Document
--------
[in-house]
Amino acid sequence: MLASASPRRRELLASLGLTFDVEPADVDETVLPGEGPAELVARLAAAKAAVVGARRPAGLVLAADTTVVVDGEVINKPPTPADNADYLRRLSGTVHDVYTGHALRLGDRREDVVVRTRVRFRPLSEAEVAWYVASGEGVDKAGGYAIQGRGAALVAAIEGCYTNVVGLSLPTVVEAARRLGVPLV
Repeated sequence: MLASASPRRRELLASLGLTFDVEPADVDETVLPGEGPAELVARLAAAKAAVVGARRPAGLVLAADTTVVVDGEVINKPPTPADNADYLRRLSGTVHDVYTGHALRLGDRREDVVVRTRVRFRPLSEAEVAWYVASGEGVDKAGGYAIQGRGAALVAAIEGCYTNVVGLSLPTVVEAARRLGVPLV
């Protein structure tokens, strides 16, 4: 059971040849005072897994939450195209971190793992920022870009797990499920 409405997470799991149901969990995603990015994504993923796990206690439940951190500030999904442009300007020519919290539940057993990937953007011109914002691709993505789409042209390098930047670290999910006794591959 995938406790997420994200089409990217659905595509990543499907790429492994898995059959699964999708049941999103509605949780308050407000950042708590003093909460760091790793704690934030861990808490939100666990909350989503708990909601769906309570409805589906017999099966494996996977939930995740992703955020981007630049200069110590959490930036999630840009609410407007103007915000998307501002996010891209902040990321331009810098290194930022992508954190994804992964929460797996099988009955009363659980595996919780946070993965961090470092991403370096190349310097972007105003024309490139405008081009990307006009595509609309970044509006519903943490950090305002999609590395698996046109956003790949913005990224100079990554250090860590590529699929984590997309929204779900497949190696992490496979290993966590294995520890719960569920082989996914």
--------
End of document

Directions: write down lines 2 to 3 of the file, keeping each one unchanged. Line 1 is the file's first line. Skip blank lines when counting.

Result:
Amino acid sequence: MLASASPRRRELLASLGLTFDVEPADVDETVLPGEGPAELVARLAAAKAAVVGARRPAGLVLAADTTVVVDGEVINKPPTPADNADYLRRLSGTVHDVYTGHALRLGDRREDVVVRTRVRFRPLSEAEVAWYVASGEGVDKAGGYAIQGRGAALVAAIEGCYTNVVGLSLPTVVEAARRLGVPLV
Repeated sequence: MLASASPRRRELLASLGLTFDVEPADVDETVLPGEGPAELVARLAAAKAAVVGARRPAGLVLAADTTVVVDGEVINKPPTPADNADYLRRLSGTVHDVYTGHALRLGDRREDVVVRTRVRFRPLSEAEVAWYVASGEGVDKAGGYAIQGRGAALVAAIEGCYTNVVGLSLPTVVEAARRLGVPLV